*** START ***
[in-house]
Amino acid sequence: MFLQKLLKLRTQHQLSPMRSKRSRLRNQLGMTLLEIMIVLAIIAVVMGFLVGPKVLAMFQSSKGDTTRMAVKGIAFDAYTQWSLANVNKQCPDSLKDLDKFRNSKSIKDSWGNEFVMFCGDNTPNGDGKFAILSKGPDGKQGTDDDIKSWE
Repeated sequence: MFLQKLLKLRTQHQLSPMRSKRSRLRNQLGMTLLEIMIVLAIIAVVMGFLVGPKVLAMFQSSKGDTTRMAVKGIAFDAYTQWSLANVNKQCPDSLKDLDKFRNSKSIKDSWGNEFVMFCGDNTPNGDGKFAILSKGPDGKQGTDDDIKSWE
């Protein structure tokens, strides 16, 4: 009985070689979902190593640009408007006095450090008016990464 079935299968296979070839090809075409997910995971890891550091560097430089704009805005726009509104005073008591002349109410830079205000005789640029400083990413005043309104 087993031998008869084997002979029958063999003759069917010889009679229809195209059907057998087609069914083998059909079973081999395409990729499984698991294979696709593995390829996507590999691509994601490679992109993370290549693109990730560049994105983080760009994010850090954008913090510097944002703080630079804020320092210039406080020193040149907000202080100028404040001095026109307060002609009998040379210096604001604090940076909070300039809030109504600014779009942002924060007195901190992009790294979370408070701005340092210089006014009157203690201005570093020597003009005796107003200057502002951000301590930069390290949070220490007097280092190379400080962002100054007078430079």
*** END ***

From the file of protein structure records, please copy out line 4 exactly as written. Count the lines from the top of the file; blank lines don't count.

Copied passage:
């Protein structure tokens, strides 16, 4: 009985070689979902190593640009408007006095450090008016990464 079935299968296979070839090809075409997910995971890891550091560097430089704009805005726009509104005073008591002349109410830079205000005789640029400083990413005043309104 087993031998008869084997002979029958063999003759069917010889009679229809195209059907057998087609069914083998059909079973081999395409990729499984698991294979696709593995390829996507590999691509994601490679992109993370290549693109990730560049994105983080760009994010850090954008913090510097944002703080630079804020320092210039406080020193040149907000202080100028404040001095026109307060002609009998040379210096604001604090940076909070300039809030109504600014779009942002924060007195901190992009790294979370408070701005340092210089006014009157203690201005570093020597003009005796107003200057502002951000301590930069390290949070220490007097280092190379400080962002100054007078430079």